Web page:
By: Anthony Grgas, Field Engineer
Anthony is a Field Engineer with HEA and is currently working on commissioning several projects throughout NYC, including The Allen Hospital (NewYork-Presbyterian). This month, we are sharing a little about what he does when he’s off-duty – developing a flickering LED candle! Enjoy!
Genesis: As my wife and I were planning to get married in a barn, we were dismayed to find out the location we chose allowed absolutely NO CANDLES. It was a real shame; the place would look great with that type of lighting. But, it was also no surprise; the wood barn was at least 150 years old and it is all too easy to knock a small candle over. The place had LED candles as alternatives, but they looked too fake. Then the idea came to me… My wife didn't think I couldn't do it. Challenge accepted :)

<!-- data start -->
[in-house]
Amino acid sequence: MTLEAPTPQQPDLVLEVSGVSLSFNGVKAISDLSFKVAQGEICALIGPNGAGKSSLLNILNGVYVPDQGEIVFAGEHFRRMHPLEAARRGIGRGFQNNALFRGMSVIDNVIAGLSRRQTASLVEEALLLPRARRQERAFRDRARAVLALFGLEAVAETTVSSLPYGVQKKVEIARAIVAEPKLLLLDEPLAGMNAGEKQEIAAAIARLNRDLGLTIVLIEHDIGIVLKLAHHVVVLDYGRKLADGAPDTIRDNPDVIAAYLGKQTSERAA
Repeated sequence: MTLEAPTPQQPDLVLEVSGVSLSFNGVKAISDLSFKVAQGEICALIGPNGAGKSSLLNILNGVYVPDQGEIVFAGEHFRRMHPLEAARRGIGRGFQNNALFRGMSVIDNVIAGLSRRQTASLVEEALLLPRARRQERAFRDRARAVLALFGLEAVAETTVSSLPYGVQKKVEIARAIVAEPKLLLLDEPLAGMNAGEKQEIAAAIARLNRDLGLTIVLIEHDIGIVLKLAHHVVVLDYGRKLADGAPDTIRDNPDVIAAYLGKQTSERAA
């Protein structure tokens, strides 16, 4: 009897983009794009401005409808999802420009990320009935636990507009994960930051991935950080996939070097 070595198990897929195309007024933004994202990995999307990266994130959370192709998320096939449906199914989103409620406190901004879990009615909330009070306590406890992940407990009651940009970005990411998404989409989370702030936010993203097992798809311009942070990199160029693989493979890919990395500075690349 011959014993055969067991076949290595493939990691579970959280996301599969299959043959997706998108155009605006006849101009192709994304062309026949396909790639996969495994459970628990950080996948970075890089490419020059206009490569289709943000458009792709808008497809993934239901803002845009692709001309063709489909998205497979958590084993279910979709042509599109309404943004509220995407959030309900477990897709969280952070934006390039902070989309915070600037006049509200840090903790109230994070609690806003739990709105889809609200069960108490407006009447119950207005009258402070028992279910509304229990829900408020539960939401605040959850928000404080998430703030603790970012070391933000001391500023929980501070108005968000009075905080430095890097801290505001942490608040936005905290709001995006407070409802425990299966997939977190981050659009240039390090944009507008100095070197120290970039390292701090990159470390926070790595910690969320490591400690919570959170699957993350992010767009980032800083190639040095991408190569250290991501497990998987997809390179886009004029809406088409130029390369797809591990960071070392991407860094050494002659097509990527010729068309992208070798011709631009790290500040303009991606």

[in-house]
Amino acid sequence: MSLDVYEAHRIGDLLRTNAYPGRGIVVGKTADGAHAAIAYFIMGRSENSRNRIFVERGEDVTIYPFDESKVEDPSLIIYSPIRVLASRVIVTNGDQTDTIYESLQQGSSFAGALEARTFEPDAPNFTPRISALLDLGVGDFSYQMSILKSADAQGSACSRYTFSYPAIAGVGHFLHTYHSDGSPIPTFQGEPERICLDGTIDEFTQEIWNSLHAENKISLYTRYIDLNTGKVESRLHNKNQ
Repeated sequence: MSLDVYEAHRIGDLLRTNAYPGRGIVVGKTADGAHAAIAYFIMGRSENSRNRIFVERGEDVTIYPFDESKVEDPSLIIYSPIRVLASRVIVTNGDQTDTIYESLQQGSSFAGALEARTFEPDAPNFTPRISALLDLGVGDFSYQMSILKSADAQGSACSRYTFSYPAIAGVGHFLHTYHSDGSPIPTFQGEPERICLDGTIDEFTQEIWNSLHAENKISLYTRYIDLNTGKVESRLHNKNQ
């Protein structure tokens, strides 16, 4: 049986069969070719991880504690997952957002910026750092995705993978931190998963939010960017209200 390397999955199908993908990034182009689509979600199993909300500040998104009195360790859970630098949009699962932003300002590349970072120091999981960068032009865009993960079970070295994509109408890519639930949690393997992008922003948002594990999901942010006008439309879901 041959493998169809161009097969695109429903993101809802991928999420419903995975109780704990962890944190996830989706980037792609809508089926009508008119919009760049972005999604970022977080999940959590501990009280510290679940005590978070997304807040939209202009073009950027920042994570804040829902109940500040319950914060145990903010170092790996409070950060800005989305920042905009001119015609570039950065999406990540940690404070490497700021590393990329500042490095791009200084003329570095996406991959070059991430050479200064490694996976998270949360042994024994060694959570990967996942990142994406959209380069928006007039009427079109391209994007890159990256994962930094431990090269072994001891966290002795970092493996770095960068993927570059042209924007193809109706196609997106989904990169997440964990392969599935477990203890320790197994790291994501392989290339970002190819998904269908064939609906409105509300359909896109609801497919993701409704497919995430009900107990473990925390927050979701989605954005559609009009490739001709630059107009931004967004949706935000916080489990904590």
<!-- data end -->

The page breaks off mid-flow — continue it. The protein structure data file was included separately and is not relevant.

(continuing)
Development and testing: I had been an electronics amateur for a while and I knew my way around RadioShack. I knew that in order to simulate a candle that can flicker in the wind with an LED, the LED first had to sense airflow before it could react to it. I managed to do it cheaply. The oscilloscope (yes, I have one) shows a voltage signal coming off of my self-made airflow sensor (using just diodes and resistors) and it worked really well. The last step was just to connect the sensor to a microchip that took the input from airflow sensor and translated it to varying voltages to an LED; flicker accomplished.
Working Prototype: It works and the sensor definitely picks up the slightest breeze.
The only problem is that the sensor works like a hot wire anemometer which requires a lot of battery power. It is definitely a work in progress – but it’s almost there!